There’s a lot of pressure on small businesses to start blogging. For some it really isn’t their cup of tea.
Increasingly in the digital age, branding is essential and maintaining a company or personal blog is one of those “must-haves” on the online marketing list.
If you consult with any online or branding consultant, not to mention SEO strategists, they will recommend having a website and blogging regularly.
Is anyone reading your blog?
Does anyone even read all of your blog posts? According to WordPress.org, there are now nearly 70 million blog posts published each month, on their platform alone. That’s a lot of blog clutter on the web.
Add to that the fact Google has stated their love for fresh content and blogging continues to remain highly relevant. This may have been the prevailing factor when SEO resembled the gold rush, but as search engines become more refined, user experience (UX) metrics are obviously becoming more and more important in ranking algorithms. There are plenty of thorough reports on how much UX metrics weigh, along with the current debate on UX vs. SEO efforts.
The bottom line is that updating your website content and company blog just for the sake of freshness doesn’t cut to anymore (and it probably never did).
Content frequency does not translate into readership.
How much blogging is too much?
Every piece of advice piece you will ever read about the benefits of blogging highlight some pretty impressive potential benefits. Those stats and implied advantages are not wrong.
For a healthy chunk of all businesses (and individuals), blogging is helpful in very visible ways. It generates more leads, brand awareness, collaboration opportunities and so on.
A case study on Quicksprout highlighted how blogging helped generate 62% more leads in the a single month alone. With an investment of around $5,000 in good content published daily, the company then earned enough to justify similar future investments. Content marketing can indeed work if done right.
There’s a reason the very concept of content marketing became so popular and over-hyped: because it works. But the bad news is that not all blogging generates such results. Most blogging, in fact, does not.
To answer the question of “how much is to much?”, any blog post that doesn’t communicate something entirely useful to the user is worthless. Blogging done just for the sake of ticking the weekly marketing checkbox is worthless. Even one useless blog post is too much.
It sounds harsh, but it’s a truth many newly minted bloggers should face.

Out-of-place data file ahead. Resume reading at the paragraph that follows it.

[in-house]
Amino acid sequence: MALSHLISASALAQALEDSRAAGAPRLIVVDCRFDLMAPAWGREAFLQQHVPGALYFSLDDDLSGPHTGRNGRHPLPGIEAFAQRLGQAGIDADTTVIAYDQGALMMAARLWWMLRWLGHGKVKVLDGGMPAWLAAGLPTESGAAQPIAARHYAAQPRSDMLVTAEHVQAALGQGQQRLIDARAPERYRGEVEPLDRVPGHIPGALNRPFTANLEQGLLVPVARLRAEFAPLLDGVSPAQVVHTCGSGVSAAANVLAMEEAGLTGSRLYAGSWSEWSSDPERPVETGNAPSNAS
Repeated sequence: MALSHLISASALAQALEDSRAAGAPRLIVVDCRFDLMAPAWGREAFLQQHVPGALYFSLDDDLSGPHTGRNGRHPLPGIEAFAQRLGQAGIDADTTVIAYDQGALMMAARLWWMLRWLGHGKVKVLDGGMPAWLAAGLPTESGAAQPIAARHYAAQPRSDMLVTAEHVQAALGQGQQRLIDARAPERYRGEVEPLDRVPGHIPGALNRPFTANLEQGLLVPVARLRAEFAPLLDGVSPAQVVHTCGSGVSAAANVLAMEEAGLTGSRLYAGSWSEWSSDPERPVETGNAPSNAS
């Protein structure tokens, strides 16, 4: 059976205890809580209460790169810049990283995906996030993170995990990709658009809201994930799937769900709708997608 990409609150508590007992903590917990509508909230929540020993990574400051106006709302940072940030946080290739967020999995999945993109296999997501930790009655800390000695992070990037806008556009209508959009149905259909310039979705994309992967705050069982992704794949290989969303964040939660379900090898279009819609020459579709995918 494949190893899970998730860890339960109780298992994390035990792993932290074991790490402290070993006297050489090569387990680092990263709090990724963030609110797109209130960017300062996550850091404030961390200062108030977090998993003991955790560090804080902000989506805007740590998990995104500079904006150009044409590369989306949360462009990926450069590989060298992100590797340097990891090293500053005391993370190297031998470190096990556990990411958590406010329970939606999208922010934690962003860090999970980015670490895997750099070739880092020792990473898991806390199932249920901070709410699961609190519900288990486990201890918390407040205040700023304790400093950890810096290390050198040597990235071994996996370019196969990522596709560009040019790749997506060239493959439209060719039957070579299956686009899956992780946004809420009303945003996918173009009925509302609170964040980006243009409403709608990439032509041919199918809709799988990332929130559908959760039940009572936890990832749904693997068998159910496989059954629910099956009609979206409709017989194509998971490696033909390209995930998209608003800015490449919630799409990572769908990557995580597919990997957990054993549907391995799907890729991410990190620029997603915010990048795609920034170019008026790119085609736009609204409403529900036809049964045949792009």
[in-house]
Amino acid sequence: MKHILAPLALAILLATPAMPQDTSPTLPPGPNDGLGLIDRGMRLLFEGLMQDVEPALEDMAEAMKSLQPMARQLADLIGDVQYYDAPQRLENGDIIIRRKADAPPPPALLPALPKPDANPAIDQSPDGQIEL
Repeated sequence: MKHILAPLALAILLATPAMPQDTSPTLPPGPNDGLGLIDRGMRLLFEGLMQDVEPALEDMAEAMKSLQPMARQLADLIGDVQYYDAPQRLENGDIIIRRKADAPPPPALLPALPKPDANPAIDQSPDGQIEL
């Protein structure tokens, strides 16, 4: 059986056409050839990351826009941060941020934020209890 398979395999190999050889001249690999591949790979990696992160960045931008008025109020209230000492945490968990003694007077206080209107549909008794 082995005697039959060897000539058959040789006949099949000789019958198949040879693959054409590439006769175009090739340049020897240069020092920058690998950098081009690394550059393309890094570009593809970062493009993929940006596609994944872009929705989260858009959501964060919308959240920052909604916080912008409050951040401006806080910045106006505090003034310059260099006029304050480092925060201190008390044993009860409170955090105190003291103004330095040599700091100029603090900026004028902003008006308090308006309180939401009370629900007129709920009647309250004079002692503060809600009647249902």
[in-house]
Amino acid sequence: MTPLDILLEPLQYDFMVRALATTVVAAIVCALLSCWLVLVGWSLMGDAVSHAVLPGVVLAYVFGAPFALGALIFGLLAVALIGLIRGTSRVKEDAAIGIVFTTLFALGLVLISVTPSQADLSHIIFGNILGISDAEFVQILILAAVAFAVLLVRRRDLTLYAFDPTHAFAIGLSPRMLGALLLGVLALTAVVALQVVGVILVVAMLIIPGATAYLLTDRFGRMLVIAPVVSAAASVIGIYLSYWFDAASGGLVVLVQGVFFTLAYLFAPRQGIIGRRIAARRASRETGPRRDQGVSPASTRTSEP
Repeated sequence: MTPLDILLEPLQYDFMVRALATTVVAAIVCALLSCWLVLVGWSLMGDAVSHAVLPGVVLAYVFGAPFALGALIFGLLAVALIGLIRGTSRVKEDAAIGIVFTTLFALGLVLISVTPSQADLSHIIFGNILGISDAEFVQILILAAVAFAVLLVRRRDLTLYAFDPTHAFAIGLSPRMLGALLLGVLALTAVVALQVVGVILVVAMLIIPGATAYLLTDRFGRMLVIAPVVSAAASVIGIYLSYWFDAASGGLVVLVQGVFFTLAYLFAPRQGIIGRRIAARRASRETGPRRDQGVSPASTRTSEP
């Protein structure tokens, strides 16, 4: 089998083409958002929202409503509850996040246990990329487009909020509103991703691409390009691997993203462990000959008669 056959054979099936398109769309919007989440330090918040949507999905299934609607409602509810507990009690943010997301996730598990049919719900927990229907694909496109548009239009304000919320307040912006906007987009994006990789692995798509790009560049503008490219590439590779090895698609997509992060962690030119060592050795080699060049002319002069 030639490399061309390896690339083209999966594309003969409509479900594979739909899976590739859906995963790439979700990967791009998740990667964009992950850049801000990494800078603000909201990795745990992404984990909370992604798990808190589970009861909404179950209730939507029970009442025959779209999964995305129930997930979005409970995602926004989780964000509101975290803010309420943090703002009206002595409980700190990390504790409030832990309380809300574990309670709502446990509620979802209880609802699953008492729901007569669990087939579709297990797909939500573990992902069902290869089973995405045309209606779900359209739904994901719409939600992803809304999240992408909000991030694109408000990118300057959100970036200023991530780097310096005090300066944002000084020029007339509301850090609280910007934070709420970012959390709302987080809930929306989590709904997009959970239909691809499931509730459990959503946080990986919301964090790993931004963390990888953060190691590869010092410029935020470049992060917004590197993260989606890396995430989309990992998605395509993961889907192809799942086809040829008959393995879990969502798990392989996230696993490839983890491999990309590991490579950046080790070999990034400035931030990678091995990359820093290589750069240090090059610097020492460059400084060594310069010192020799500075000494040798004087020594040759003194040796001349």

How to make blogging more valuable
Without further ado, here are key factors that make a blog post useless:
It doesn’t teach the reader anything of value
It’s published only for the purpose of providing a weekly update
It’s too short and resembles another 100 blog posts published on the same topic (I will admit very few exceptions to this, as sometimes the occasional short post is indeed concentrated)
It briefs on recent company activity news which could only interest a handful of people directly involved
It’s too informal (verging on unprofessional), comprising personal musings on a vaguely industry-related topic
It’s too dry, stating recent statistics, but lacking any call to action or actionable advice
There are, of course, plenty of other ways in which a blog post can be just another boring drop in the ocean of blogging. Still, these are the main ways in which small business blogs err towards making their blogging efforts more or less pointless.
Yes, even in the clumsiest attempts at blogging, there is still the advantage of bringing a human voice to the venture and providing insight into company culture. You could decide that even if your blogging isn’t up to par yet, you should still keep at it for these reasons alone.
But any content marketing professional would advise you not to waste more time with a strategy which doesn’t work.
If you’re not over the threshold of your first 1,000 readers, then more useless content is definitely not what you need.
There’s a better way to blog
So, the bottom line or take away is this: stop the blogging overflow and publish fewer, but better blog posts. Create a publishing plan and even if you end up investing weeks into a single, highly-valuable blog post, rest assured that it will be worth it.
After publishing something that adds value to the reader, you can then focus your efforts on promoting it. Once you get the hang of it, feel free to involve more team members in the blogging process, but lay out an editorial calendar first.
Here’s an example from HubSpot.
To echo a popular cliché floating around online, remember that blogging is a marathon and not a sprint. As long as you focus on delivering high-value, engaging posts with a relatively rich, long-form content, you won’t need to post very often.
This article has been edited and condensed.
Miriam Cihodariu is a former academic and social researcher, still anthropologist at heart, with a penchant for storytelling. Fast forward a few years, she turned SEO strategist and content marketer. Now, she is the CEO of Digital Web Properties, a small SEO and content marketing agency where all her passions and interests converged. Connect with @miriam_cih on Twitter.
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